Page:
Given that the Joint Council of Extension Professionals Galaxy III conference ended September 19, I am a bit late posting my follow-up thoughts. Let's just say I wanted to give myself a chance to think things over...
*I presented a very mini (90 minutes) version of the BEPV workshop for about 49 attendees in a breakout session on Tuesday, September 16. I was able to present the basic principles of the public value approach--a "taste" of the full program--for people who are unfamiliar with it. Thank you to everyone who attended, and especially those of you who added to the discussion or asked questions.
*I could tell from the commentary that a lot of different states were represented among the attendees, but I wish I knew which subject areas folks were from. I wonder if Extension professionals in some subject areas (youth development? natural resources? farm management?) are more drawn to the public value approach than others. What are your thoughts?
*When I have such a limited amount of time to teach BEPV, I usually convert the small group activities into open-ended questions to the full group. At a couple of points, I did allow a few minutes for participants to discuss questions with neighbors and report back. But, I miss the interaction and productivity that the activities allow. I am open to suggestions about how best to capture the small group benefits in a shortened program.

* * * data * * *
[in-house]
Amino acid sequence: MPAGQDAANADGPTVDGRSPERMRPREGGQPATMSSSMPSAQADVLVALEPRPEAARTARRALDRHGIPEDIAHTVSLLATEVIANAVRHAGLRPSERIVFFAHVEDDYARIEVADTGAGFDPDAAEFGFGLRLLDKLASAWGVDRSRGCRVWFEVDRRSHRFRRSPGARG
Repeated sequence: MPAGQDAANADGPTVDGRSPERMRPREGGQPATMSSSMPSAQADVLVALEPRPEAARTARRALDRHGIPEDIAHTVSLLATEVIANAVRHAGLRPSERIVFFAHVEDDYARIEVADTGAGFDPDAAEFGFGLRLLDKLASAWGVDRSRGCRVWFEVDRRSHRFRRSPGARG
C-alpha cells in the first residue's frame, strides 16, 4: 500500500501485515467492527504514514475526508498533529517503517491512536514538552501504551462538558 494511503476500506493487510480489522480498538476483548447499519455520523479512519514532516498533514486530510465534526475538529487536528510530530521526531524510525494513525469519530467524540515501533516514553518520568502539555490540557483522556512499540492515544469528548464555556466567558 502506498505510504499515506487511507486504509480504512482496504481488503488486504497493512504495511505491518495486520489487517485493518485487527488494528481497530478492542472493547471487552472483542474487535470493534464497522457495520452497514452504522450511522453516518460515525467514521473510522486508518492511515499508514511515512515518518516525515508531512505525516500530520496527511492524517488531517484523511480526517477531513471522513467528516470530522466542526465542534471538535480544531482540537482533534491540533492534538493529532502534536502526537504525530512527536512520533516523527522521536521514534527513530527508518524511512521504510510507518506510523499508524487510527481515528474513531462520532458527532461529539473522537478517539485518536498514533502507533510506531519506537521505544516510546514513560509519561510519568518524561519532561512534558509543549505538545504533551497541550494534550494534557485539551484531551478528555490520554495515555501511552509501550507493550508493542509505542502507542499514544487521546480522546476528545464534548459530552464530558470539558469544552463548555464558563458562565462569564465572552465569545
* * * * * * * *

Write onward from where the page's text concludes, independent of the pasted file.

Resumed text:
*Many of the modules in the BEPV curriculum were included specifically to address questions or challenges I heard when teaching early versions of the program. For example, I drafted the module on "Types of Public Sector Actions" after being challenged that the early program explained the conditions under which public sector action was warranted, but not which kind of action. So, each module addresses an issue that I expect someone in a workshop to bring up. Teaching an abbreviated version of the program can be frustrating, because questions inevitably arise, the answers to which are in modules that I had to cut out! For example, one participant at Galaxy asked a good question about assembling the research she would need to substantiate the claims she wants to make about her program. I sure wished I could have responded by going more fully into the BEPV module that leads small groups to draft a research agenda for their programs.
*Thank you to the Galaxy host at my presentation, who handed out end-of-session evaluations and counted attendees. I had brought some of my own evaluation forms, but the short Galaxy form was quick and easy for people to complete, and I was able to bring the completed forms back the office to be tabulated. (One frequent comment: the room was too cold! Did anyone else attending Galaxy find the rooms at the Indy Convention Center to be chilly?)
*I stayed in the same presentation room to attend the session following mine, "Cost Benefits of Extension Programs — So What?" by Sharon Hoelscher Day from Arizona Cooperative Extension. Measuring the costs and benefits of Extension programs can be a crucial step in substantiating claims about a program's public value, particularly if you can quantitatively differentiate between private and public benefits and costs. Did you attend any other sessions at the Galaxy conference that presented tools or information that would be valuable to a team working on communicating their program's public value?
*Did you attend my session at the Galaxy conference? What do you think went well? What should I have done differently? Go ahead, I can take it!